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. Last Updated: 07/27/2016

Top Oil Firms Cry Foul Over Auction

In a show of solidarity, the nation's biggest oil companies teamed up Tuesday to blast the recent auction of the northern Gamburtsev Val oil fields to Severnaya Neft as a rigged sale.

Top executives from LUKoil, Surgutneftegaz and Sibneft said they have filed suit in Arkhangelsk on the grounds that their firms had each offered higher bids than the winner.

They also accused the Nenets autonomous district, which held the tender, of playing favorites.

"The winner had been decided from the beginning," said LUKoil vice president Leonid Fedun.

Severnaya Neft, which is owned by a group of off-shore companies, has invested millions of dollars into Nenets' infrastructure.

Nenets over the weekend named Severnaya Neft as the winner of the auction to develop Gamburtsev's three oil fields, Khysareiskoye, Cherpayusskoye and Hyadeiyuskoye. Severnaya Neft made of bid of $900 million and offered a tiebreaking bonus of $7 million.

During the tender, the bonus is taken into account if the development offers among all the contenders are comparable. The minimum amount set by the government was $5 million.

Click here to read our special report on the Oil and Gas Industry.The losing bidders said Tuesday that their companies had offered bonuses of $100 million to $140 million, or 20 times more than that offered by Severnaya Neft for the license.

To prove their positions, the three oil majors — with the support of Yukos and Rosneft — sent on Tuesday copies of their offers to Economic Development and Trade Minister German Gref and Finance Minister Alexei Kudrin.

"As a result of these measures taken by [Natural Resources Minister Boris] Yatskevich and [Nenets Governor Vladimir] Butov, the federal budget will be $40 million short. An additional $60 million of revenue won't be transferred to the Nenets autonomous district. In short, every Nenets resident will go without $3,000," said a copy of the letter that was handed out to reporters.

Severnaya Neft vigorously defended its win Tuesday, calling the backlash a "purely emotional" reaction.

"Our offer for development is substantially better," said Severnaya Neft spokeswoman Yelena Prorokova. "It's better because we are already there. Because we have already invested $100 million in the infrastructure of the region.

"We can start next year. Others can't."

Surgutneftegaz vice president Vyacheslav Nikiforov said his company had bid $1 billion to develop the fields over 20 years.

"Our plan included building a pipeline system that would connect to Transneft," Nikiforov said.

Once Severnaya Neft gets hold of the license for the field, actual drilling could start in 2002 and extraction as early as 2004, Severnaya Neft general director Alexander Samusev said. The final documentation hasn't been signed by the regional and federal officials, thus, even though Severnaya Neft won the tender, it hasn't yet obtained the license.

And if it doesn't get the license, the company is prepared to lodge a challenge in the courts, Samusev said.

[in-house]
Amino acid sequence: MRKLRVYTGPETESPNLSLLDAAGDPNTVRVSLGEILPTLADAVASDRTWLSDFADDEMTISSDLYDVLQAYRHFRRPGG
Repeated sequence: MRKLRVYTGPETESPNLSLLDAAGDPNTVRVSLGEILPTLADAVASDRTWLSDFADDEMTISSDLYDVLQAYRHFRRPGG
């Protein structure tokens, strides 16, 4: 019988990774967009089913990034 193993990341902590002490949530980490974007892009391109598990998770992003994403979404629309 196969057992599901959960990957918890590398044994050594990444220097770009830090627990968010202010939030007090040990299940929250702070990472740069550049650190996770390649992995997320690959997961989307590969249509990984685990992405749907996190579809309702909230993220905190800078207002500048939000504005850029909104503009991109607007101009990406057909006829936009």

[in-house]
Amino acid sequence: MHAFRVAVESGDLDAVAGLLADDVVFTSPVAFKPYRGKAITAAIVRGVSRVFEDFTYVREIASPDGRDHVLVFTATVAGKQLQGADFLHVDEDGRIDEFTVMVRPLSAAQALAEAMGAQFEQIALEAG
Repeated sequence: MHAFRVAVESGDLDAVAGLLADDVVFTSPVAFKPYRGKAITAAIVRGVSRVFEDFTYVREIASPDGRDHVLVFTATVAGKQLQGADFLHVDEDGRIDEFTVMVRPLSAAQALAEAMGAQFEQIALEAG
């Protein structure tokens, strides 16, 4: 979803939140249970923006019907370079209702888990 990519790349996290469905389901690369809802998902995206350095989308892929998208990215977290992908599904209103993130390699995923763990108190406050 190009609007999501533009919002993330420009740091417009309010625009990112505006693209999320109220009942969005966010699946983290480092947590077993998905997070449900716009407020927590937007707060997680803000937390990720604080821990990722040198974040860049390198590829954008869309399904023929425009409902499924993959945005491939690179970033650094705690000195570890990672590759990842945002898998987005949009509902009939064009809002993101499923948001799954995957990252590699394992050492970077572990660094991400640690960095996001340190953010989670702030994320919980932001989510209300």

"We have fulfilled all the conditions of the contest and can lay claim to our victory," he was quoted by Interfax as saying.

This isn't the first time a contest for development rights in the Nenets region has turned sour. In 1997, local government officials annulled a tender in which Exxon was the winner. The production agreement was revoked because Exxon's Russian partners balked at the arrangement, saying that the global oil major had too much power.

Dmitry Druzhin with the brokerage Prospect, was hesitant to take sides in Tuesday's dispute, saying it seemed that the losers of the tender were just showing bad sportsmanship.

"If there was indeed a violation, it is now up to the courts to decide," he said. "It's a fact that Severnaya Neft is dominant in the region. What we'll see now is a battle between LUKoil and Severnaya Neft for ultimate control of the territory."

However, Valery Nesterov, an oil and gas analyst at the Troika Dialog brokerage, said that oil industry lawsuits have a reputation of being thrown from one court to another without anything ever getting solved.

"And even if the government at some level does intervene, their actions would be a symptom of Russia's poor investment climate," Nesterov said. "If this had been a fair auction, it would have meant that small business has the gumption to compete with the majors. In all likelihood, though, it wasn't a fair auction."

He said that TotalFinaElf had agreed to partner with Rosneft for the tender, but it abruptly withdrew in a sign that the French company thought its own participation was futile from the beginning.

Pointing to the depth and breadth of the majors' experience, Nesterov added that it was unlikely that Severnaya Neft could offer anything better in terms of financing and technology.

Severnaya Neft head Samusev said his company will finance most of the project from its own pockets. About $140 million will come from loans and the rest will be raised in profits made from oil extraction. Of the loans, Sberbank will supply $70 million and foreign investors will provide the remainder.

Oil executives at the news conference said Tuesday that it didn't matter whose plan was better, as long as the tender was fair.

"The entire tender process should be more transparent," LUKoil's Fedun said. "We want to know exactly how they won."